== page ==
Adherence means sticking to a treatment plan that a health care provider has instructed and prescribed. Skipping doses or stopping treatment could mean HIV is able to replicate and the person could become HIV-positive. In addition, the body may become resistant to the drugs that were prescribed for HIV PEP. This may make it difficult or impossible to treat future HIV infection.
If the side effects are intolerable and make it difficult to adhere, an individual should contact their healthcare provider immediately.
- What happens after a person takes HIV PEP?
A person who has completed the 28-days of HIV PEP should visit their doctor for follow-up testing. Another HIV test should be taken 4-6 weeks after the first exposure to HIV. Then another HIV test should be taken again 3 months later. Depending on the situation, the provider may recommend another HIV test 6 months later.
It's very important to get these follow-up tests to make sure HIV PEP worked.
- Exposure to HIV through Sex or Injection Drug Use
Information below is for assistance with paying for HIV PEP (i.e. condom broke, unaware of partner HIV status, needle sharing etc.). Click on the link below for quick access on how to find financial patient assistance programs for quick access to HIV PEP medications:
Additional Patient Assistance Programs
Programs listed below have specific eligibility criteria.
Each program is subject to funding availability and may or may not be accepting new or renewing enrollment.
My Good Days
Individuals with Medicare Part D or Military insurance coverage may apply for assistance with My Good Days at: https://www.mygooddays.org/patients/diseases-covered/hiv-aids-treatment-and-prevention.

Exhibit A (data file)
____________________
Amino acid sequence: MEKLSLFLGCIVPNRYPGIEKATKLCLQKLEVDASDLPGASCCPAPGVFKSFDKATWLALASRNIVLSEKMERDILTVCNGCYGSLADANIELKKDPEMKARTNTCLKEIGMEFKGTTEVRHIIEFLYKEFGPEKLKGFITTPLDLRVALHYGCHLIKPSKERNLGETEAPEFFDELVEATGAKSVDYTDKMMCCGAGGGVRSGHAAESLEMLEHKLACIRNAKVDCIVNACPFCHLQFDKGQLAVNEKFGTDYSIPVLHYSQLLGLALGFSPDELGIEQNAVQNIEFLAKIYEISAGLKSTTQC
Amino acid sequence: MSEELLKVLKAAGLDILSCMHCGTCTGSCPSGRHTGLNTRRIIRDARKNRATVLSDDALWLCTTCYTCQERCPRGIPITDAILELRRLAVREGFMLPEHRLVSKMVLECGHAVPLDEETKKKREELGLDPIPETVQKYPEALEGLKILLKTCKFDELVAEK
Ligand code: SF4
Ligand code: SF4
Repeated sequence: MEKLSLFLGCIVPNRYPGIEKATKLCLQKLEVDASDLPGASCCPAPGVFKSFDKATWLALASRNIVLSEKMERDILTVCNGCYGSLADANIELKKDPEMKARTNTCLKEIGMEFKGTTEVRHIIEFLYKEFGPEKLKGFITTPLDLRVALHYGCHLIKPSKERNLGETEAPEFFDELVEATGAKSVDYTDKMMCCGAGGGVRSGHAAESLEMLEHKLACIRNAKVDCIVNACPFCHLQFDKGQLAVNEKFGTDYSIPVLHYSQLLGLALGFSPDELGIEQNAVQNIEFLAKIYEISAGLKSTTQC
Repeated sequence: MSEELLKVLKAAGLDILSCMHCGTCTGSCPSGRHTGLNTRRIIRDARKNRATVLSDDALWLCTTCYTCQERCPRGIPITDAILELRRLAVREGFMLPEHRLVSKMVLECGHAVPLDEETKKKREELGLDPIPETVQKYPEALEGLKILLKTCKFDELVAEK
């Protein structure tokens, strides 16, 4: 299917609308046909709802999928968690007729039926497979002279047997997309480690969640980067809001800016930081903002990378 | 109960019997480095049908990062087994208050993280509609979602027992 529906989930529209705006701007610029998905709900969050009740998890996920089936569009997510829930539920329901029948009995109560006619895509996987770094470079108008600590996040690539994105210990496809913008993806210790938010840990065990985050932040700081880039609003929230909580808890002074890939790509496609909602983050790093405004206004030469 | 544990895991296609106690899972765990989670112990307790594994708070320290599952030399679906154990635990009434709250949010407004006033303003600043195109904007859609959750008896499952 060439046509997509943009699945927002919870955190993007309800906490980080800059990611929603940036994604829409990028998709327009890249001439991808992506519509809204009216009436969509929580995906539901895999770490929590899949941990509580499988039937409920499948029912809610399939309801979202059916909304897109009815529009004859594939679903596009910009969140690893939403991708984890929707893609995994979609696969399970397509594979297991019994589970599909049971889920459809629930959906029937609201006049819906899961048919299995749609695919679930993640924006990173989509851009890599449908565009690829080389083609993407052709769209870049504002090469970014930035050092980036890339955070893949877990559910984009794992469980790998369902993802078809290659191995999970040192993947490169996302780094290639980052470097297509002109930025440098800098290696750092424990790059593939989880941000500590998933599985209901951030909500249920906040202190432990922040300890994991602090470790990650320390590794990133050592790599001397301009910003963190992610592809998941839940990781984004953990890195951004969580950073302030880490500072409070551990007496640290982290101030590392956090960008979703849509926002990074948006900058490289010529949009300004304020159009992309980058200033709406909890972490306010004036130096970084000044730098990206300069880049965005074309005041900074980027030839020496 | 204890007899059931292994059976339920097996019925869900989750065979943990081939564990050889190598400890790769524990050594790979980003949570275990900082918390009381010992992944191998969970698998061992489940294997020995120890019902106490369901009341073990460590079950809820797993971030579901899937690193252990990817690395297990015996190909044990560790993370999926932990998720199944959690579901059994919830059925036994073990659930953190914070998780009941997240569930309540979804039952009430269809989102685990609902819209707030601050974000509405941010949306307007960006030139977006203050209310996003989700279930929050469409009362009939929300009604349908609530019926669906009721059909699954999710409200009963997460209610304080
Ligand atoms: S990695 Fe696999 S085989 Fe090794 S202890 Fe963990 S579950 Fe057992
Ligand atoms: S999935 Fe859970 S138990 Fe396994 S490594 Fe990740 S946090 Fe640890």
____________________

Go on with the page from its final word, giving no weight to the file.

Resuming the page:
Patient Advocate Foundation Co-Pay Relief Program
Individuals with any insurance coverage may apply for assistance with the Co-pay Relief Program at: https://copays.org/funds/hiv-aids-and-prevention/
Patient Access Network
Individuals with Medicare Part D coverage may apply for assistance with Patient Access Network at: https://www.panfoundation.org/disease-funds/hiv-treatment-and-prevention/
Other Medications Prescribed for HIV PEP
Some patients could be prescribed different medications for HIV PEP depending on their health evaluation with their healthcare provider. If prescribed different medications than the standard regimen (which is Truvada® and Isentress® or Tivicay®), work with a Prevention Navigator and/or Pharmacist to access patient assistance programs through the drug manufacturers.
- Exposure to HIV through an Occupational Setting or as a Crime Victim
Washington State Department of Labor & Industries provides information about services offered by their programs on their website. They may pay for medically necessary HIV PEP services related to exposure to HIV in specific circumstances such as:
- Individuals who have been exposed in a work setting (Occupational Exposure). Coverage is through the Workers' Compensation insurance coverage*
- Individuals who have been exposed as a result of a crime (Crime Victim Exposure). Coverage is through the Crime Victims Program
For assistance with paying for medically necessary HIV PEP services due to an occupational or crime-related exposure, contact the Washington State Department of Labor & Industries based on the exposure below:
Occupational Exposure – 800-547-8367 or go online https://lni.wa.gov/patient-care/treating-patients/communicable-diseases/
Provider Only Hotline: 800-848-0811
Crime Victim Exposure - 800-762-3716 or go online https://lni.wa.gov/patient-care/treating-patients/treating-crime-victims
*Industrial insurance coverage in Washington State is limited in liability. Coverage or payment for these services is subject to laws and regulations governing workers' compensation insurance (Title 51 RCW.)